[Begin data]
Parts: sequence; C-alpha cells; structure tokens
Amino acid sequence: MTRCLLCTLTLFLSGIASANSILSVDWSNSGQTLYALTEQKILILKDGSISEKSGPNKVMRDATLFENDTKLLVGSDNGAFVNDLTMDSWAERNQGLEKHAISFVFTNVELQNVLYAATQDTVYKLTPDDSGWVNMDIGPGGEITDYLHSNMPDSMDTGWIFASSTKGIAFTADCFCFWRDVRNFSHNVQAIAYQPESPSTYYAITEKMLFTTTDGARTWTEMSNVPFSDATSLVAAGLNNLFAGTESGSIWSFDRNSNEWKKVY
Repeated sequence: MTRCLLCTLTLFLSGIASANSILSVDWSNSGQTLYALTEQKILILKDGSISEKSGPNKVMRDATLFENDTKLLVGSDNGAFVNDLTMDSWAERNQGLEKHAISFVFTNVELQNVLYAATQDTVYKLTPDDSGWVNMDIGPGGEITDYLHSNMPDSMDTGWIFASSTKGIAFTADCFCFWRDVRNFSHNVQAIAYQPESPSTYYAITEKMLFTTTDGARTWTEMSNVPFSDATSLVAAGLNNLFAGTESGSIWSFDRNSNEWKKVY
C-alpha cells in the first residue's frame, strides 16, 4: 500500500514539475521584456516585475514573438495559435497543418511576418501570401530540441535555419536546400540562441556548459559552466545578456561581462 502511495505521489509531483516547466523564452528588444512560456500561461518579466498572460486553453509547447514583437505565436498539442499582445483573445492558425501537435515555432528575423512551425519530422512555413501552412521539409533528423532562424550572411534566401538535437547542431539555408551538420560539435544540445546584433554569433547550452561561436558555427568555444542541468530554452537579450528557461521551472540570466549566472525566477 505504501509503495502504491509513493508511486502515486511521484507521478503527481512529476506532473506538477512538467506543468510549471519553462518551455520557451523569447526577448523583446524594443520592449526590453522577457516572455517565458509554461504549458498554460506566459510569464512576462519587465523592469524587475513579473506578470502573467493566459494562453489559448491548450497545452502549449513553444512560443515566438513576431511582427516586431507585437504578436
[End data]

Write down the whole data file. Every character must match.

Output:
Parts: sequence; C-alpha cells; structure tokens
Amino acid sequence: MTRCLLCTLTLFLSGIASANSILSVDWSNSGQTLYALTEQKILILKDGSISEKSGPNKVMRDATLFENDTKLLVGSDNGAFVNDLTMDSWAERNQGLEKHAISFVFTNVELQNVLYAATQDTVYKLTPDDSGWVNMDIGPGGEITDYLHSNMPDSMDTGWIFASSTKGIAFTADCFCFWRDVRNFSHNVQAIAYQPESPSTYYAITEKMLFTTTDGARTWTEMSNVPFSDATSLVAAGLNNLFAGTESGSIWSFDRNSNEWKKVY
Repeated sequence: MTRCLLCTLTLFLSGIASANSILSVDWSNSGQTLYALTEQKILILKDGSISEKSGPNKVMRDATLFENDTKLLVGSDNGAFVNDLTMDSWAERNQGLEKHAISFVFTNVELQNVLYAATQDTVYKLTPDDSGWVNMDIGPGGEITDYLHSNMPDSMDTGWIFASSTKGIAFTADCFCFWRDVRNFSHNVQAIAYQPESPSTYYAITEKMLFTTTDGARTWTEMSNVPFSDATSLVAAGLNNLFAGTESGSIWSFDRNSNEWKKVY
C-alpha cells in the first residue's frame, strides 16, 4: 500500500514539475521584456516585475514573438495559435497543418511576418501570401530540441535555419536546400540562441556548459559552466545578456561581462 502511495505521489509531483516547466523564452528588444512560456500561461518579466498572460486553453509547447514583437505565436498539442499582445483573445492558425501537435515555432528575423512551425519530422512555413501552412521539409533528423532562424550572411534566401538535437547542431539555408551538420560539435544540445546584433554569433547550452561561436558555427568555444542541468530554452537579450528557461521551472540570466549566472525566477 505504501509503495502504491509513493508511486502515486511521484507521478503527481512529476506532473506538477512538467506543468510549471519553462518551455520557451523569447526577448523583446524594443520592449526590453522577457516572455517565458509554461504549458498554460506566459510569464512576462519587465523592469524587475513579473506578470502573467493566459494562453489559448491548450497545452502549449513553444512560443515566438513576431511582427516586431507585437504578436